Years ago when I was teaching an American literature class, I used the movie Dead Poets’ Society to discuss place as it influences characters. I invited the students to view the movie in a different way, paying attention to the time period in which it was set, the cloistered effect of an all-boys’ elite boarding school, and the different roles of the three main characters (Keating, Neil, and Todd) and what made them outsiders.

As Keating in Dead Poets’ Society

I always thought that casting Robin Williams in this period drama was genius. The fact that he wasn’t completely restrained only added to his characterization as the prodigal student returned in the role of faculty member; his interjections of John Wayne impersonations only cemented the fact that Keating would never really belong at Welton Academy, no matter how much he tried.

And while some of my colleagues criticized the movie for being too simplistic and predictable, I found myself loving it for so many reasons—watching the moment Todd sounds his barbaric yawp, seeing the young Josh Charles as the lovestruck teen. And who can forget the final scene when the boys stand on their desks in an homage to their captain . . .

To this day I cannot watch DPS without weeping at the ending, at the loss of the artistic tortured Neil, at the forever changed idealistic Todd, and at the tempering of the inspirational Mr. Keating for the sake of the status quo. Williams’s Keating was the kind of teacher few of us ever encounter in real life, but the one whose classroom we all wish we had sat in, even if for only an hour or two.

But I would be remiss if I did not address the elephant in the room:  the irony of the plot is not lost on me now as I write this. The character Neil commits suicide rather than be forced into a role he cannot play, and everyone is left to pick up the pieces and go on. It is the coda that we do not see: Mr. Keating walking out the door knowing that a beautiful light has been extinguished forever.

R. I. P. Mr. Williams. We are all poorer for your passing.

If you’d like to find out how you can get in involved in the fight against suicide, please contact AAS’ Central Office at 202-237-2280, email us at info@suicidology.org, or reach out to us via Facebook or Twitter. If interested specifically in making a donation to further suicide prevention, or in the U OK? t-shirt campaign, click here.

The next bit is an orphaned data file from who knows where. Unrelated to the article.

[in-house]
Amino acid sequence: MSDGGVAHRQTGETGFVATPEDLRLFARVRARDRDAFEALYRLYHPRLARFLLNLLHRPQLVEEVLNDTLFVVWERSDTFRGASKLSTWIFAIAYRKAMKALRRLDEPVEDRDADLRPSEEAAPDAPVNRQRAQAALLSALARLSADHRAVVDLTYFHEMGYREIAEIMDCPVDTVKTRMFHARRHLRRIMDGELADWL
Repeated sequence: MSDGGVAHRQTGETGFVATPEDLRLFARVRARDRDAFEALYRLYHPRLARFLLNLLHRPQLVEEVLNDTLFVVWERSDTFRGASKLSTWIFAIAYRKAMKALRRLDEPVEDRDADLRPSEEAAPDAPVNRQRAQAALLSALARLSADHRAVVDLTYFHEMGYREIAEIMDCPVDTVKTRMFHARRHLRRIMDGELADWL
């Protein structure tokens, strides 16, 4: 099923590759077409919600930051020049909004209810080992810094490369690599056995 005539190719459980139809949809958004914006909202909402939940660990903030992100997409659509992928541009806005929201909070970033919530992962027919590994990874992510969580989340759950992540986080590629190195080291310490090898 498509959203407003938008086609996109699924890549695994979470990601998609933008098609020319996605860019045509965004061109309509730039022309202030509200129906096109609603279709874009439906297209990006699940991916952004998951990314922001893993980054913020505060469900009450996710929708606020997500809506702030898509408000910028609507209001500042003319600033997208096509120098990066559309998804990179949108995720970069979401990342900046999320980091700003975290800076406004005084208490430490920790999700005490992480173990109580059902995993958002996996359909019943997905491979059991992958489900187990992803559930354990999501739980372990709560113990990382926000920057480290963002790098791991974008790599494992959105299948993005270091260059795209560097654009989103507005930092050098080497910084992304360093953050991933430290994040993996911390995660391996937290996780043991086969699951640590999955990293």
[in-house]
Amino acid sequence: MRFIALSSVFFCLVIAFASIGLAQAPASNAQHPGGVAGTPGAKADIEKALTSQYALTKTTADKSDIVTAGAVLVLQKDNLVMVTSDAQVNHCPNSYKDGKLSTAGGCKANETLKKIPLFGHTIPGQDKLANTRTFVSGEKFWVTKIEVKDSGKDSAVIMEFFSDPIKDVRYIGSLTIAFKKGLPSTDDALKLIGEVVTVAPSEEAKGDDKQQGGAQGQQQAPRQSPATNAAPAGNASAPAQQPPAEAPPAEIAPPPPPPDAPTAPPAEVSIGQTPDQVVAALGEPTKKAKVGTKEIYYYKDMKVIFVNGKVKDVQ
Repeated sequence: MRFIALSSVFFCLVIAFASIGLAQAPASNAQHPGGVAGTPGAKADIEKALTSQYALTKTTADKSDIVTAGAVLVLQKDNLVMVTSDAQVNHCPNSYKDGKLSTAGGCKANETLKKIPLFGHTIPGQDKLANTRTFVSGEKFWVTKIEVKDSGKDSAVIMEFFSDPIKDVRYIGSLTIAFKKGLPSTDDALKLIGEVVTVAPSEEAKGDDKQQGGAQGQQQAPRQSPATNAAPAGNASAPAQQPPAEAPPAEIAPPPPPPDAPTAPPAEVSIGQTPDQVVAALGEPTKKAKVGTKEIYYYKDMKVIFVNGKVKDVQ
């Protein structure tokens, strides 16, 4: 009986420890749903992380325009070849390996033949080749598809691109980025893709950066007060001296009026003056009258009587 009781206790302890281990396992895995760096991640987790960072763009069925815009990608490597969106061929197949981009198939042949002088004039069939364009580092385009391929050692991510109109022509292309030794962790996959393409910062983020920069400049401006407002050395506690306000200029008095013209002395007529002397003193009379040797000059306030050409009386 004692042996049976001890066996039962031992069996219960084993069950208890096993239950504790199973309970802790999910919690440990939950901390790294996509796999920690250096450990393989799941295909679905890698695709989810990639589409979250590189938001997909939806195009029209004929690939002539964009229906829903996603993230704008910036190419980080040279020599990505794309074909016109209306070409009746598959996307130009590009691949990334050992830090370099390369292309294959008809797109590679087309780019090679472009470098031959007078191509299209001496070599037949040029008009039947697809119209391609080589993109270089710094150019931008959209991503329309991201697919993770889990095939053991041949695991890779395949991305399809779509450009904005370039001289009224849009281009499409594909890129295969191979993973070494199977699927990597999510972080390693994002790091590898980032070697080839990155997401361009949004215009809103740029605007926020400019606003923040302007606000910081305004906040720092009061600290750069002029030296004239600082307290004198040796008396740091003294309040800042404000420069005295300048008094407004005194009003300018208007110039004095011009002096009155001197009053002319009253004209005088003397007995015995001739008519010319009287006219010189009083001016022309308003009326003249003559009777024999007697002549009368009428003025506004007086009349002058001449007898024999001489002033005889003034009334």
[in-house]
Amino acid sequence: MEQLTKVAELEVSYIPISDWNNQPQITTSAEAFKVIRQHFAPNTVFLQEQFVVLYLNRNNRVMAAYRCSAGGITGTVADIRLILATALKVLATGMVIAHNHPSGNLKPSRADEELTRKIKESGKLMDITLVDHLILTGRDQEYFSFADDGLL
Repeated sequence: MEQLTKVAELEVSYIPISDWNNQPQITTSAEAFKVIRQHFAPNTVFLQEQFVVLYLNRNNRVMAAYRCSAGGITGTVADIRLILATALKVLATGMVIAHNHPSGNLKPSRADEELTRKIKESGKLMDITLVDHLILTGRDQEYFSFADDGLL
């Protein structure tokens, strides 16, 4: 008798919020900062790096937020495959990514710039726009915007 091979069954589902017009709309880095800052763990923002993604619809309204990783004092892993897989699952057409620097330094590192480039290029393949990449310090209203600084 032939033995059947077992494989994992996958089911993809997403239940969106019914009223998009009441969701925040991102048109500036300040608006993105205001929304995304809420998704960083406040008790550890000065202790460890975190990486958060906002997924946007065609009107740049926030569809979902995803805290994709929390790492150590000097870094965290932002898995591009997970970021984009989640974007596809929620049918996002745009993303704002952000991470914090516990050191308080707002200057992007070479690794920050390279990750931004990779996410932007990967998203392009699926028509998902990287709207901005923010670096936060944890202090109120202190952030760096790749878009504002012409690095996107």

Music by Richard Walters, “Infinity Street”


                   

Post Hoc

It happened because he looked a gift horse in the mouth.
It happened because he couldn’t get that monkey off his back.
It happened because she didn’t chew 22 times before swallowing.
What was she thinking, letting him walk home alone from the bus stop?
What was he thinking, standing up in the boat like that?
Once she signed those papers the die was cast.
She should have waited an hour before going in; everyone knows
salami and seawater don’t mix.
He should have checked his parachute a seventh time;
you can never be too careful.
Why didn’t she declare her true feelings?
Why didn’t she play hard to get? She could be out at some
nice restaurant right now instead of in church, praying
for the strength to let him go.
It all started with that tattoo.
It all started with her decision to order the chicken salad.
Why was he so picky?
Why wasn’t she more discriminating?
He should have read the writing on the wall; listened
to the still small voice, had a lick of sense. But how could he when he
was blinded by passion? Deaf to warnings? Really dumb?
Why, why, in God’s name, did he run with scissors?
If only they’d asked Jesus for help.
If only they’d asked their friends for help.
If only they’d ignored the advice of others and held fast
to their own convictions, they might all be here, now,
with us, instead of six feet under; instead of trying to adopt
that foreign baby, instead of warming that barstool